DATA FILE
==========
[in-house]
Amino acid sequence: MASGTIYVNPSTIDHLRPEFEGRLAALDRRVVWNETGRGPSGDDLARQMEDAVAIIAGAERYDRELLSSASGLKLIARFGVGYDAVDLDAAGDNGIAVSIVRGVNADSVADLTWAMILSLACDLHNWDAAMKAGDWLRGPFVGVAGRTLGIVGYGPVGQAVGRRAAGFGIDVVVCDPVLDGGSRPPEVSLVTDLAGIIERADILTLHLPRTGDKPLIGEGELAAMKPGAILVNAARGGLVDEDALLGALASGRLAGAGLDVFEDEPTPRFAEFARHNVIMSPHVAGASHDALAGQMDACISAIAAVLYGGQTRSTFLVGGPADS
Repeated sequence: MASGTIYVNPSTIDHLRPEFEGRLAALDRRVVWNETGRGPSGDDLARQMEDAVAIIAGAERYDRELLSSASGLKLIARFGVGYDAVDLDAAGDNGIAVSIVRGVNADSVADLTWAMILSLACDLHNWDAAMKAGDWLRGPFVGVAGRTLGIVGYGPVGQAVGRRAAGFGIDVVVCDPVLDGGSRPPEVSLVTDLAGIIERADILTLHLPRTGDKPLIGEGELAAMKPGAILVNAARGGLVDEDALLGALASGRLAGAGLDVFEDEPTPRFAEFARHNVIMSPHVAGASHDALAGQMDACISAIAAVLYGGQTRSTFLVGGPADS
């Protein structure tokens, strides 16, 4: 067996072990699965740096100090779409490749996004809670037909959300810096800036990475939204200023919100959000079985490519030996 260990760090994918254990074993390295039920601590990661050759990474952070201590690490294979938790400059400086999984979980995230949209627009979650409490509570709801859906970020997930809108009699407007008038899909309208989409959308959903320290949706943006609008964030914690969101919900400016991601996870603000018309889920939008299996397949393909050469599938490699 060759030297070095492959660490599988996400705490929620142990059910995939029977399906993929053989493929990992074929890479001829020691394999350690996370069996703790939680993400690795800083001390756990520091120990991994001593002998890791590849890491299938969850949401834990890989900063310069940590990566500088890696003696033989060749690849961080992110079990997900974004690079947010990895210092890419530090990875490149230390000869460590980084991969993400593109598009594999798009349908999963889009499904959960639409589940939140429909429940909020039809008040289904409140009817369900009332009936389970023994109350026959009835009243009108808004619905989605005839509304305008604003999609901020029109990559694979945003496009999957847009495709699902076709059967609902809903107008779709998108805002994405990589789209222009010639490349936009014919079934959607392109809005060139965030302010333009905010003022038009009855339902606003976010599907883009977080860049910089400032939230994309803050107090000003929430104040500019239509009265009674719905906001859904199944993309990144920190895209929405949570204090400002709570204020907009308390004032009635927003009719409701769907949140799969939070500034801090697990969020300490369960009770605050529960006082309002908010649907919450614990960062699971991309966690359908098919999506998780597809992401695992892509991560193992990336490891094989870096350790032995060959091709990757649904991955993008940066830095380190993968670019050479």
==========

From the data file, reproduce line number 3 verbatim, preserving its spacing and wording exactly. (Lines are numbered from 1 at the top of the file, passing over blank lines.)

Repeated sequence: MASGTIYVNPSTIDHLRPEFEGRLAALDRRVVWNETGRGPSGDDLARQMEDAVAIIAGAERYDRELLSSASGLKLIARFGVGYDAVDLDAAGDNGIAVSIVRGVNADSVADLTWAMILSLACDLHNWDAAMKAGDWLRGPFVGVAGRTLGIVGYGPVGQAVGRRAAGFGIDVVVCDPVLDGGSRPPEVSLVTDLAGIIERADILTLHLPRTGDKPLIGEGELAAMKPGAILVNAARGGLVDEDALLGALASGRLAGAGLDVFEDEPTPRFAEFARHNVIMSPHVAGASHDALAGQMDACISAIAAVLYGGQTRSTFLVGGPADS